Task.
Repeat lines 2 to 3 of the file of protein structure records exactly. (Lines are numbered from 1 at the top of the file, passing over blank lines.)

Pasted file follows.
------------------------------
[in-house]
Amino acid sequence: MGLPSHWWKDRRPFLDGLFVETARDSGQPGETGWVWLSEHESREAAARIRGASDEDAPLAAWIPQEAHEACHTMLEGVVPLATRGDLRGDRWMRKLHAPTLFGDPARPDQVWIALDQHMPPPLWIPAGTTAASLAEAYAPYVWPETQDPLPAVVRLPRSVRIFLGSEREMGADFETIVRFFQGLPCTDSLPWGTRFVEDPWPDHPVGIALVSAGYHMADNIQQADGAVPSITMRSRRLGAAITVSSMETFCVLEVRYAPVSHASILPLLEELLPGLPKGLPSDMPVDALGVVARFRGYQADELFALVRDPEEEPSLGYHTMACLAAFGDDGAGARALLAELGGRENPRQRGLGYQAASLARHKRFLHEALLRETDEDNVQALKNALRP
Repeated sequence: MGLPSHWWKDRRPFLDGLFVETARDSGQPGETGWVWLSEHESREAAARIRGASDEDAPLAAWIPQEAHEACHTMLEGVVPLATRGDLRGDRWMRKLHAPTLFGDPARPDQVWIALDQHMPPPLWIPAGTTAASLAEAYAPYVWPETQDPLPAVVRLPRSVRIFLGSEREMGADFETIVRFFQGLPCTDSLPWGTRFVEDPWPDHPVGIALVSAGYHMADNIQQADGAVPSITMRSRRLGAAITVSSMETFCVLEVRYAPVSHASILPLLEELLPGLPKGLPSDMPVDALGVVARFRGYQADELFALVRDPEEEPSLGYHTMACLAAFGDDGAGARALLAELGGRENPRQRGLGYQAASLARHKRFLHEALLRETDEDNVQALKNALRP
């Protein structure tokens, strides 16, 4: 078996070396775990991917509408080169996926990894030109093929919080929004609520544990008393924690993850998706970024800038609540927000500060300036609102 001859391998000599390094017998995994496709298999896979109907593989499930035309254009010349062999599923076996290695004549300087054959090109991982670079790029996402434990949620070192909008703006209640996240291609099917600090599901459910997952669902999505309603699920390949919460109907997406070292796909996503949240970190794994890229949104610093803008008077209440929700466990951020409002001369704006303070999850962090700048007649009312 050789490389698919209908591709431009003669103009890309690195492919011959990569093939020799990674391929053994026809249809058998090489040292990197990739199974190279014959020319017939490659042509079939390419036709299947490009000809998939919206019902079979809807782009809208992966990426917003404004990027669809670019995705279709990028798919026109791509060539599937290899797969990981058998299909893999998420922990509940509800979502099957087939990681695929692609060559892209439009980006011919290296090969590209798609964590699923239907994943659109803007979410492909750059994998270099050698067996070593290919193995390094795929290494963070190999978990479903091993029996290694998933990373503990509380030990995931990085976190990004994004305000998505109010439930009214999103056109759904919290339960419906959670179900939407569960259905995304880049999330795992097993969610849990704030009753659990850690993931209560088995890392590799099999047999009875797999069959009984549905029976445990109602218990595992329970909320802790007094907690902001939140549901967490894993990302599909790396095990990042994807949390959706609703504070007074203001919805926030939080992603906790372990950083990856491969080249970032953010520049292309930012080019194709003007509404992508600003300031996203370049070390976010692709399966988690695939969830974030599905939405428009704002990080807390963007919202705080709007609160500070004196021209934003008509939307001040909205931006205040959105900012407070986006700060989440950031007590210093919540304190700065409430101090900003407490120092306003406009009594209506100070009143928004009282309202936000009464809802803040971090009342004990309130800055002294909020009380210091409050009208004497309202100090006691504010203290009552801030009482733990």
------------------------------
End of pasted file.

Amino acid sequence: MGLPSHWWKDRRPFLDGLFVETARDSGQPGETGWVWLSEHESREAAARIRGASDEDAPLAAWIPQEAHEACHTMLEGVVPLATRGDLRGDRWMRKLHAPTLFGDPARPDQVWIALDQHMPPPLWIPAGTTAASLAEAYAPYVWPETQDPLPAVVRLPRSVRIFLGSEREMGADFETIVRFFQGLPCTDSLPWGTRFVEDPWPDHPVGIALVSAGYHMADNIQQADGAVPSITMRSRRLGAAITVSSMETFCVLEVRYAPVSHASILPLLEELLPGLPKGLPSDMPVDALGVVARFRGYQADELFALVRDPEEEPSLGYHTMACLAAFGDDGAGARALLAELGGRENPRQRGLGYQAASLARHKRFLHEALLRETDEDNVQALKNALRP
Repeated sequence: MGLPSHWWKDRRPFLDGLFVETARDSGQPGETGWVWLSEHESREAAARIRGASDEDAPLAAWIPQEAHEACHTMLEGVVPLATRGDLRGDRWMRKLHAPTLFGDPARPDQVWIALDQHMPPPLWIPAGTTAASLAEAYAPYVWPETQDPLPAVVRLPRSVRIFLGSEREMGADFETIVRFFQGLPCTDSLPWGTRFVEDPWPDHPVGIALVSAGYHMADNIQQADGAVPSITMRSRRLGAAITVSSMETFCVLEVRYAPVSHASILPLLEELLPGLPKGLPSDMPVDALGVVARFRGYQADELFALVRDPEEEPSLGYHTMACLAAFGDDGAGARALLAELGGRENPRQRGLGYQAASLARHKRFLHEALLRETDEDNVQALKNALRP